In January 2007 my New Year’s resolution was to “be brave”. In February 2007 I came to South East Asia. My first extended period of traveling, my first time in South East Asia, mostly on my own, armed with my schedule of how to see all of Asia in 9 months.
After two months of traveling, and just after my scheduled ten days in Laos, I arrived at Mutmee Guesthouse in Nong Khai and saw an advertisment for a 1-week intensive yoga course. I thought that I could be flexible enough to adapt my schedule to fit that in.
I hated the first day of the course. It was physically and mentally challenging and I spent most of the time in tears. At the end of the day I said to the course co-leader, Pancho, that I didn’t think I could continue. He, very kindly and gently and without any knowledge of my resolution, told me to “be brave”. That comment, combined with a whole string of similar synchronicities, enabled and supported me to complete the course.
When I look back it seems very clear to me that if I hadn’t completed that yoga course I would not now be in Laos researching my PhD about happiness. The week (which continued to be difficult) provided a space for me to reflect upon and experience the changes that I needed to make in my life. Shortly afterwards (after a few inevitable twists and turns) I returned to Laos, nurturing the love and fascination for the country that became the basis of my current research. I never saw the whole of Asia.
Yesterday morning my 2012 resolution came to me during my meditation practice.
In 2007 I carved out a space that I needed – and at that time that was a very good thing. In 2012 I want to start recognising and using the spaces that present themselves to me. I want to allow spaces to open rather than forcing them to open.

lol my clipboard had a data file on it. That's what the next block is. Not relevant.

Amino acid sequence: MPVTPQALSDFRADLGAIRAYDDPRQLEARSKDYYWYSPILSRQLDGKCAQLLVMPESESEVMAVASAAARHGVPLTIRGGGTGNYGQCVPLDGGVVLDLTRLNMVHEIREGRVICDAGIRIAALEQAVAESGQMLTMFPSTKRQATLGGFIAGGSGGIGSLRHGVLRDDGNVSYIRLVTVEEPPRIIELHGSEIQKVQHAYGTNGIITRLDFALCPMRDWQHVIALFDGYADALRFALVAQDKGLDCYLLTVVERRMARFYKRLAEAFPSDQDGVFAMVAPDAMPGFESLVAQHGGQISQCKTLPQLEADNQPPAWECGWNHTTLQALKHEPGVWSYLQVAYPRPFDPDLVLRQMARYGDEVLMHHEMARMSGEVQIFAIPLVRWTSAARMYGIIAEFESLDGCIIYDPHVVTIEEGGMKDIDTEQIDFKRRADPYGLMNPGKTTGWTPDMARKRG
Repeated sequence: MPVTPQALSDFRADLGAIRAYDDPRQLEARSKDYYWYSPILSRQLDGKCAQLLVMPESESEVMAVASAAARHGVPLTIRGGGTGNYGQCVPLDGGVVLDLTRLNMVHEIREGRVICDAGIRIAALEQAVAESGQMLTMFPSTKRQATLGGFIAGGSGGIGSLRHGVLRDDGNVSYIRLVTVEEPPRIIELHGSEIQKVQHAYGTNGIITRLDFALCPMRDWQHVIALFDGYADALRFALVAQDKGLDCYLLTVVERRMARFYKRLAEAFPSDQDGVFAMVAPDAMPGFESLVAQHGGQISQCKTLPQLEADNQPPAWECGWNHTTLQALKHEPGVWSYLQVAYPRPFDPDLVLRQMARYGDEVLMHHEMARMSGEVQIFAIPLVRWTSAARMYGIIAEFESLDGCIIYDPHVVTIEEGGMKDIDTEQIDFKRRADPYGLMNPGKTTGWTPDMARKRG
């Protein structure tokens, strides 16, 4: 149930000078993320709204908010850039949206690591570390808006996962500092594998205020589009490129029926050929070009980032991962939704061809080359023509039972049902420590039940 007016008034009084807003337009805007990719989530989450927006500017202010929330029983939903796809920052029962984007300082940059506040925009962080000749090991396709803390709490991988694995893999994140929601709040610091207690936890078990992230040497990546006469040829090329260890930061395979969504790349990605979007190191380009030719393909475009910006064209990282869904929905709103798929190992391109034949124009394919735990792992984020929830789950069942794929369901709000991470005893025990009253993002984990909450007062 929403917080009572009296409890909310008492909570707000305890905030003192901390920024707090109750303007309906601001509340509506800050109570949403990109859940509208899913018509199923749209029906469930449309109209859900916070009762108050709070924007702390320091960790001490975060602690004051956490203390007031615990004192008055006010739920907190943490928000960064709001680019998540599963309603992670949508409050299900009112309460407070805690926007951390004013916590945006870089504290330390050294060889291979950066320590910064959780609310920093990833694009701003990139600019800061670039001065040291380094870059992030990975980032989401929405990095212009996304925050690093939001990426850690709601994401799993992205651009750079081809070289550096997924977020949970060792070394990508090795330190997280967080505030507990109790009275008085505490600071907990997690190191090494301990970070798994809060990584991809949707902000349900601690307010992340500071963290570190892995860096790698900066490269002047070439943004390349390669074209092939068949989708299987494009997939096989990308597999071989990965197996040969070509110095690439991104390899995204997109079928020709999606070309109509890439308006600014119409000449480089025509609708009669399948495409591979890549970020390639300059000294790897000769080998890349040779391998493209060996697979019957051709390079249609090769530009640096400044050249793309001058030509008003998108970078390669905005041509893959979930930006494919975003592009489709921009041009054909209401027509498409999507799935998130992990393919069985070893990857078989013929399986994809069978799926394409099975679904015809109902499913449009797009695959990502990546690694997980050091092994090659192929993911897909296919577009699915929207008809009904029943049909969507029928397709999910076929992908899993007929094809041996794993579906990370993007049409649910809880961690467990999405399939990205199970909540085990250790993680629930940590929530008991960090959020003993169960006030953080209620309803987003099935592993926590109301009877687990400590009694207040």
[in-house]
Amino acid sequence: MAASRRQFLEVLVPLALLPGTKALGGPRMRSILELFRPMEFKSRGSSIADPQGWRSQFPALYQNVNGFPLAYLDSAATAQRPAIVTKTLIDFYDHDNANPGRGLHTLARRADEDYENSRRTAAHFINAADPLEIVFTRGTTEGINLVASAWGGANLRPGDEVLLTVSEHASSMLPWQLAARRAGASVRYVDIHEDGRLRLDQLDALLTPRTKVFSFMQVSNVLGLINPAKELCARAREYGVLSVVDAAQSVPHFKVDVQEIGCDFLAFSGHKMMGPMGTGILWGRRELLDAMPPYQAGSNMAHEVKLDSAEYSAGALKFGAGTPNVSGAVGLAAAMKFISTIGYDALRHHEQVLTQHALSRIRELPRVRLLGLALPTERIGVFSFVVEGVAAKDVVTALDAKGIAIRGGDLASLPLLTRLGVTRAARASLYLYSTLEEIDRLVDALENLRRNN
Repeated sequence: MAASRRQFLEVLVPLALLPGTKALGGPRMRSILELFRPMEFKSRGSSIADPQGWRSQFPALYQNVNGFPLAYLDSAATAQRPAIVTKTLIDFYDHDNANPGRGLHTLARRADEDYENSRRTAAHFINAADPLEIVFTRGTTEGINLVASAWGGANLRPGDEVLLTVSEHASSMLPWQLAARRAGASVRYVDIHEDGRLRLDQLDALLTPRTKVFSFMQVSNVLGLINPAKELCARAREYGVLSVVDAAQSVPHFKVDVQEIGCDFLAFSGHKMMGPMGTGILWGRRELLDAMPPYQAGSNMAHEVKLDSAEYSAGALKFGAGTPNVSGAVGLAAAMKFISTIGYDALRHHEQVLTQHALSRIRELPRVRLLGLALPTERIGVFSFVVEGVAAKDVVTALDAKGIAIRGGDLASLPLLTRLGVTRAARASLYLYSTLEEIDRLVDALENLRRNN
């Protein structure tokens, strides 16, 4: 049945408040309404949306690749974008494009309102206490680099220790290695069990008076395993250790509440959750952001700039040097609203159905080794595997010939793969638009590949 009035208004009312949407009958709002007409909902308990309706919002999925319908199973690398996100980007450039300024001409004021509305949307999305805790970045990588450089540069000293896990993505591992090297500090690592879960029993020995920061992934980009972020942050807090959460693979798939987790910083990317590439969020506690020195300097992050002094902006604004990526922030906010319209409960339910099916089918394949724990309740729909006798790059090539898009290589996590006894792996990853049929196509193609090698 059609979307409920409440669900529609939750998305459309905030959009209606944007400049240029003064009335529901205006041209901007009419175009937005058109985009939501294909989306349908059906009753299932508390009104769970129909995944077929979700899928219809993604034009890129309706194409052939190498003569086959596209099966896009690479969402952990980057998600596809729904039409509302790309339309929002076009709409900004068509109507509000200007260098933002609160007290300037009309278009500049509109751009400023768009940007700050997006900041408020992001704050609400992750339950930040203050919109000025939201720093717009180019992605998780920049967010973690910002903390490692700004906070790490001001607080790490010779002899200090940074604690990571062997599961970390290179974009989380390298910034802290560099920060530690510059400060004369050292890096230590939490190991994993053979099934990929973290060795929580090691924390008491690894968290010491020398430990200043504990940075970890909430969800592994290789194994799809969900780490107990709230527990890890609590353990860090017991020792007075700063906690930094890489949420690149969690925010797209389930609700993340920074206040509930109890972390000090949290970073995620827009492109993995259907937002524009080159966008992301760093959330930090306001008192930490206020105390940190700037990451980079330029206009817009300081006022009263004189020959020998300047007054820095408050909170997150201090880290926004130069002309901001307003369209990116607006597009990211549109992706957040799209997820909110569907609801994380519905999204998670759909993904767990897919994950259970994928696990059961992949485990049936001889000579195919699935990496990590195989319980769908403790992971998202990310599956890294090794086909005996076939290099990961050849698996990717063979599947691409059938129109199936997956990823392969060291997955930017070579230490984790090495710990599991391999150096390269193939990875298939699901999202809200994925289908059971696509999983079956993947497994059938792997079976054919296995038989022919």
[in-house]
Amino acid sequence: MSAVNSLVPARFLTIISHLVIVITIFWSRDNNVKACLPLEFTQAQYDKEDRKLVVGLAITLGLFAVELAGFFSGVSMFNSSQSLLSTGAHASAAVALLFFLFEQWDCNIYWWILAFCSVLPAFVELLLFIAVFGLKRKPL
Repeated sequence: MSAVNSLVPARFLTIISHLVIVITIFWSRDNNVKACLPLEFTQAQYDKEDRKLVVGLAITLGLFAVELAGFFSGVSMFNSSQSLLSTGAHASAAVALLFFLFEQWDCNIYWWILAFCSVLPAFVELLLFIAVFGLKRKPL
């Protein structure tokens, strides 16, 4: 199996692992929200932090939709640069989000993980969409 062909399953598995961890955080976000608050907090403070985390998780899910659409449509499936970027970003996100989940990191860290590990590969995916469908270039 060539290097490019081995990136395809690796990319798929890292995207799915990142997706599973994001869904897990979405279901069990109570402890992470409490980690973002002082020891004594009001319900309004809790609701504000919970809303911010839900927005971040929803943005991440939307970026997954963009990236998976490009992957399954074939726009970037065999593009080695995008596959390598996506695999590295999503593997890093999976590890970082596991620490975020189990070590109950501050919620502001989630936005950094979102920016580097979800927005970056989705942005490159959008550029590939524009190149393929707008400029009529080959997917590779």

Now, this might sound like hippy-shit to some of you (I’m imagining rolling eyes) but actually the idea comes from my research. Before Christmas I increasingly found myself missing out on interesting ethnographic research opportunities because I already had a meeting or a workshop planned. I find this balance difficult; it represents a cultural difference (Lao people plan less than Brits), a methodological challenge (I’m treading a line between ethnography and participative groupwork)
and a personality trait (I like to be in control). Consciously shifting the balance back towards unstructured and spontaneous interactions will be very challenging for me, but I think it will benefit the quality of my data.
I think it will also benefit my quality of life. For example, I know that I write best in the evening and into the night and that I need long periods of time for ideas to mull and digest, yet I still beat myself up for not sticking to a 9-5, sat in front of my desk, structure. I need to find a different discipline of allowing myself to listen to the natural rhythms of my life and the rhythms of my research and trusting that the work will get done.
So now, 7am on 31st December 2011, I find myself back in Mutmee Guesthouse contemplating space. I’ve been back a few times over the past few years; I love this beautiful garden overlooking the Mekong and am in awe of the community of beautiful spiritual interesting people that gather here. I’ve been ill and in low spirits over Christmas, so when my friend Kathrin invited me to an art therapy workshop over New Year I battled my beliefs that “I should be working because I’ve only just had a holiday” and “I should be saving the money not spending it” and “I’m shit at art” and came with her over the Friendship Bridge. The workshop starts at 9am, I’ll let you know how it goes.
Happy New Year. Happy 2012.